In addition to the GeniMates profiles I will, from time to time, do short posts on people I come across at genealogy conferences and events.

It's early days yet but I am pleased to report that the baby is making steady progress.

Wednesday, March 9, 2011

I'm not Robinson Crusoe after all

When I wrote my "Sometimes less is more" post about Follow Friday tweets a couple of days ago I wondered what kind of a reaction I would get. It seems as though a number of my readers agree with what I had to say.

Before another Friday rolls around and our Twitter accounts overflow with lots of Follow Fiday posts I thought I would share the comments that had been made on that post.


Judy Webster said...
Good to know that I have some support! I agree with your comment about 'Follow Friday posts that resemble shopping lists and are produced by some automated service.' I'm pleased that Shauna singled you out with her 'one #FF recommendation'. You deserve it.
Geniaus said...
Judy, Good to know I am not Robinson Crusoe!
Joan Miller (Luxegen) said...
Thank goodness you wrote about this! I've been thinking the same thing, especially when it came to bot type programs to help people do the #FF! The way it was going with me was I'd see mentions of myself in #FF, then I'd feel guilty I hadn't reciprocated and would fire off a few. Then I'd think this is ridiculous - why am I doing this? I should have clued in there were others feeling the same way. What I have started doing instead is promoting folks that are giving talks or have books or great blog post contributions for the better of genealogy. I think that is more valuable than #FF. And I can do that ANY day of the week :) Thanks again for bringing it up!
Alex said...
Viva la revolution! I've always been baffled by mass #FF myself. Like everyone I only have a limited amount of time, so I only follow people who add something worthwhile to my day - if you want to know who those people are, anyone can click on my Following list and see for themselves! Alex aka @wychwoodnz and @oneplacestudies
Aillin said...
feeling a little sheepish...that would be my Twitter account Judy replied to in that screenshot you showed...I had been sort of using the #FollowFriday to show whose tweets I found most interesting that week, whose tweets I retweeted etc. The ffhelper program wasn't exactly automated, it gave lists showing who you had retweeted or mentioned recently in your tweets and you could chose whom to include in a FF post. That said though, I will certainly be using the 'less is more' option from now on. Useful lesson learned. Thanks :)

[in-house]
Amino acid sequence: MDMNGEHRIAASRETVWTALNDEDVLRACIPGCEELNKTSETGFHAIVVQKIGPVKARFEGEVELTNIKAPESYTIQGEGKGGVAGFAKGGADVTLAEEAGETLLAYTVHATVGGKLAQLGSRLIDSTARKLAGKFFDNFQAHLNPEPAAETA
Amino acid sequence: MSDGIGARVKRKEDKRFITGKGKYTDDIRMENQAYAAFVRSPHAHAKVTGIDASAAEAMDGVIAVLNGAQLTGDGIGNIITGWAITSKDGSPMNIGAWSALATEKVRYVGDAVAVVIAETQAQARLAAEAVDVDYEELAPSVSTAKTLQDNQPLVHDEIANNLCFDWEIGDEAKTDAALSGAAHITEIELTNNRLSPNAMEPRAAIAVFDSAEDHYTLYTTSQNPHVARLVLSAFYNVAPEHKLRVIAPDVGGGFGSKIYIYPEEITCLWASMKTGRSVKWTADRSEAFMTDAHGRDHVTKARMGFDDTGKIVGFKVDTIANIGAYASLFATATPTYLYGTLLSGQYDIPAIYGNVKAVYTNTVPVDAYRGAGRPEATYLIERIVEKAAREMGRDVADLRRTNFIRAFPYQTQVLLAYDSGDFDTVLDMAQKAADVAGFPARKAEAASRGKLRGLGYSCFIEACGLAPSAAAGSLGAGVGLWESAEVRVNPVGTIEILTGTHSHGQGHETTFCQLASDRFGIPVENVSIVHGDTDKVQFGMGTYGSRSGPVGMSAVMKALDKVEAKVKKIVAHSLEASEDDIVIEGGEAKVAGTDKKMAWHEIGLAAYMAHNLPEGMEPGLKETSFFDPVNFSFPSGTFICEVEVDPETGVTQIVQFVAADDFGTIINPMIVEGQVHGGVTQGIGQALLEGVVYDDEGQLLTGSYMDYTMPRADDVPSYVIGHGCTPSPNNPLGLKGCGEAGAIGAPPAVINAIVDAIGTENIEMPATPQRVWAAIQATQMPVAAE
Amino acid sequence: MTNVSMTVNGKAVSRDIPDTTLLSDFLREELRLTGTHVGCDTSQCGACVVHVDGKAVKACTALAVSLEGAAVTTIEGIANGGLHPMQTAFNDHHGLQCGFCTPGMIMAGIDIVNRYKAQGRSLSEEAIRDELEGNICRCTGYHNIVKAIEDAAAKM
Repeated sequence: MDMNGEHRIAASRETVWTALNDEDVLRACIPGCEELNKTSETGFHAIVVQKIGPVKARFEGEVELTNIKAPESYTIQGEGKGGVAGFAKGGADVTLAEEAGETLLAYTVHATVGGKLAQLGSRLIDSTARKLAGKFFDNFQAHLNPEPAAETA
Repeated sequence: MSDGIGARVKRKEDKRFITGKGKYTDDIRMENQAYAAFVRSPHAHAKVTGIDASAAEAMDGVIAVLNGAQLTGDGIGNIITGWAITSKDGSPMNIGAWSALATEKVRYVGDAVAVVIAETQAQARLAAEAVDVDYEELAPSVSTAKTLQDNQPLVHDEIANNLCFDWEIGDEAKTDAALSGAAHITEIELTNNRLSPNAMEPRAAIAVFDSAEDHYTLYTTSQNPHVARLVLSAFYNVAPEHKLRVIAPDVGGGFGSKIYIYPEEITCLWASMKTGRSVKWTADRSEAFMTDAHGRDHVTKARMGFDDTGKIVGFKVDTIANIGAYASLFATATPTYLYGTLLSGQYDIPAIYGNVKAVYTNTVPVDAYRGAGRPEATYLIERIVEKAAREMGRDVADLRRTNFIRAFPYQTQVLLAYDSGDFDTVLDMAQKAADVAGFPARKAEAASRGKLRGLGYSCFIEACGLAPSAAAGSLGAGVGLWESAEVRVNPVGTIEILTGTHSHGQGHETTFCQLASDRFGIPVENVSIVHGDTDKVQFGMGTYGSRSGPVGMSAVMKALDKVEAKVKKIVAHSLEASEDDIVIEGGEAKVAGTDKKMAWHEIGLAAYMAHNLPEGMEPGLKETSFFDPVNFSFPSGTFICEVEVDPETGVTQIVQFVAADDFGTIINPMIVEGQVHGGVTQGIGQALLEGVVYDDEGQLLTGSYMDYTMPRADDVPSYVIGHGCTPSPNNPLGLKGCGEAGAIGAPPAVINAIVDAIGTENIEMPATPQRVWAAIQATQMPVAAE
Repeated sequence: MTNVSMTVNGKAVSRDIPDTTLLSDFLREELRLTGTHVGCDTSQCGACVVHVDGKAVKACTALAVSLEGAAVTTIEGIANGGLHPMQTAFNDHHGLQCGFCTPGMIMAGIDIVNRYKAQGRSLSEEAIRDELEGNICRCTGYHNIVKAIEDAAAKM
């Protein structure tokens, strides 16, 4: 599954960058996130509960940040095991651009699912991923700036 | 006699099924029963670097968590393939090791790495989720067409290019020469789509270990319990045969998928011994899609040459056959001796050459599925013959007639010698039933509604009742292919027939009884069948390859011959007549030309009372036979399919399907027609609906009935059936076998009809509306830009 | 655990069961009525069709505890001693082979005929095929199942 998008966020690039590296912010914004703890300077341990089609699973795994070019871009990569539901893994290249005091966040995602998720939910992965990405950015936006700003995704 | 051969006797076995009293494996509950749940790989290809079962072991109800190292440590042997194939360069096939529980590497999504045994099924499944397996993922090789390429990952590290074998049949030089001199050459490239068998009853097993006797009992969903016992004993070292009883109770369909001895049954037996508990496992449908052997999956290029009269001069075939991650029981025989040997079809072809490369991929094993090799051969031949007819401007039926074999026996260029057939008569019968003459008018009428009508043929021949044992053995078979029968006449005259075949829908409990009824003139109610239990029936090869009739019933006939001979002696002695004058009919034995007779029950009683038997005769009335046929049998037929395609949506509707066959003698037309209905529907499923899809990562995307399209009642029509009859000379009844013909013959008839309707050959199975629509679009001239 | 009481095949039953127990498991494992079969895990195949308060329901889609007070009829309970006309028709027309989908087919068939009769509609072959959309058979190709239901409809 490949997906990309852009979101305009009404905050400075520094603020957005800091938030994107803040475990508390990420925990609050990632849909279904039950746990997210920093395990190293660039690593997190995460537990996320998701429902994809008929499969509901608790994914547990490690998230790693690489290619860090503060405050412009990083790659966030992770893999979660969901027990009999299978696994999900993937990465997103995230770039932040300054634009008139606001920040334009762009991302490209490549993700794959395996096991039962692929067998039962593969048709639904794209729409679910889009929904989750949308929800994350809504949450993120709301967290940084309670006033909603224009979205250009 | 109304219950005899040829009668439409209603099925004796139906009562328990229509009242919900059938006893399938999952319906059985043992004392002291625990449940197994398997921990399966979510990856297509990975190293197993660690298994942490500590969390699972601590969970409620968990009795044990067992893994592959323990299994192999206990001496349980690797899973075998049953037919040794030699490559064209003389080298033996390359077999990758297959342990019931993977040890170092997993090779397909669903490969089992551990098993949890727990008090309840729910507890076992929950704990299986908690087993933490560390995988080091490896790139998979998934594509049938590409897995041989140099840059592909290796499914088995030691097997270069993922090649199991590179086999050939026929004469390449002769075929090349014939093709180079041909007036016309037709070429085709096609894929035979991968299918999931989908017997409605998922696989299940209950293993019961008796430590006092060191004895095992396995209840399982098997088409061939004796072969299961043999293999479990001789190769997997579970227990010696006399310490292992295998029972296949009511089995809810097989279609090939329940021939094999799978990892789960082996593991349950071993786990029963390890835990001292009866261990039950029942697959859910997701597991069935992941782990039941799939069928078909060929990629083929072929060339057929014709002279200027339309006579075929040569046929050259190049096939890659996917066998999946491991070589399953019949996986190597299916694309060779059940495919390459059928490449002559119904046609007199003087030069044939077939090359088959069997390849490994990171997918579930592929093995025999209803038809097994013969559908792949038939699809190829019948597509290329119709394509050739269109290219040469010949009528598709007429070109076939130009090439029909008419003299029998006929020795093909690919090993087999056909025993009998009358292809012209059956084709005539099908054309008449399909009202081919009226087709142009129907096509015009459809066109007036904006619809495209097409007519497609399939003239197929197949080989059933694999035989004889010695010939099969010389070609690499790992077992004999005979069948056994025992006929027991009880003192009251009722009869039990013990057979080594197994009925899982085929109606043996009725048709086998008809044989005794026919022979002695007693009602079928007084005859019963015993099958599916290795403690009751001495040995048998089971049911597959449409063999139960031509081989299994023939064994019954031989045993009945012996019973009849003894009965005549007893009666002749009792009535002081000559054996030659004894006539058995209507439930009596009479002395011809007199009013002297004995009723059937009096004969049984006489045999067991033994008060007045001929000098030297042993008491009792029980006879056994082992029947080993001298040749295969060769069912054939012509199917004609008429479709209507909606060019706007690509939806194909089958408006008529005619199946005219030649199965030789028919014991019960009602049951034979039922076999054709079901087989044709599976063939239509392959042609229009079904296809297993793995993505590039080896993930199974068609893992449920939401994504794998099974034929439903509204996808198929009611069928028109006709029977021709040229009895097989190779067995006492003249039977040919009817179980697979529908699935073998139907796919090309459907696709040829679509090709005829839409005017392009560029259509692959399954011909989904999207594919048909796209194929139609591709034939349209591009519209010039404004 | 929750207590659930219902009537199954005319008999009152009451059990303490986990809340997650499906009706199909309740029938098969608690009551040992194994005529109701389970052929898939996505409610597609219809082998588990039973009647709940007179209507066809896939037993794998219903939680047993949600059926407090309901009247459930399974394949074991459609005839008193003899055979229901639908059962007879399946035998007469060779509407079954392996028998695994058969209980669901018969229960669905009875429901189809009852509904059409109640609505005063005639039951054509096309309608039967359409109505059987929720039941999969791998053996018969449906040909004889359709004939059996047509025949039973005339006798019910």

Tanya Honey said...
I was also very happy to see your's and Judy's comments about #FF. Whilst it gives you a warm fuzzy feeling when you see your own twitter name (rarely for me I might add!), it did clog up Friday's tweeting. Posting one #FF will be a lot more interesting.
Shauna said...
I was also feeling a bit overwhelmed by #FF but then found it very hard to try and choose just one of the many great people that I follow. As someone said to me, it will take me years to get round everyone! That said, I still think it is a better way to go than the mass tweets we were seeing.
Judy Webster said...
To give credit where it is due... It was Carole Riley who started the ball rolling with this.
Carole Riley said...
I'm just now catching up on blogs and had no idea of what I'd started! I'd been feeling guilty about not returning the #FFs for ages, but then when I followed someone's link to an automated thing that found all my re-tweeters I used it and thought 'what am I doing????'. Never again! So when I saw that post I thought it was worth putting it out there.
Shelley said...
As above. What they said. :-)

Thanks, Brett

I was recently contacted by Brett from Our Bowman and McPhee Story, an Australian Familysite. Brett had discovered that I have Headlams from Tasmania in my tree at Geniaus Family Site.

After I replied to his initial contact  Brett used the comments facility on my site to send me extra information on this line although it is not strictly my family line.  I am tackling the trees of my grandchildren as well as those of Mr Geniaus and I as I want the kids to know, not just about our side of their family, but about all of their ancestors.  The Headlams are ancestors of my youngest grandchild.

Thanks, Brett and all those folk who contact me with amendments and additions to my site. Your input is greatly valued.

Take a look at Brett's site that has been created with The Next Generation of Genealogy Sitebuilding  (and updated today) by Darrin Lythgoe. You too could find some connections there!

Our Bowman and McPhee Story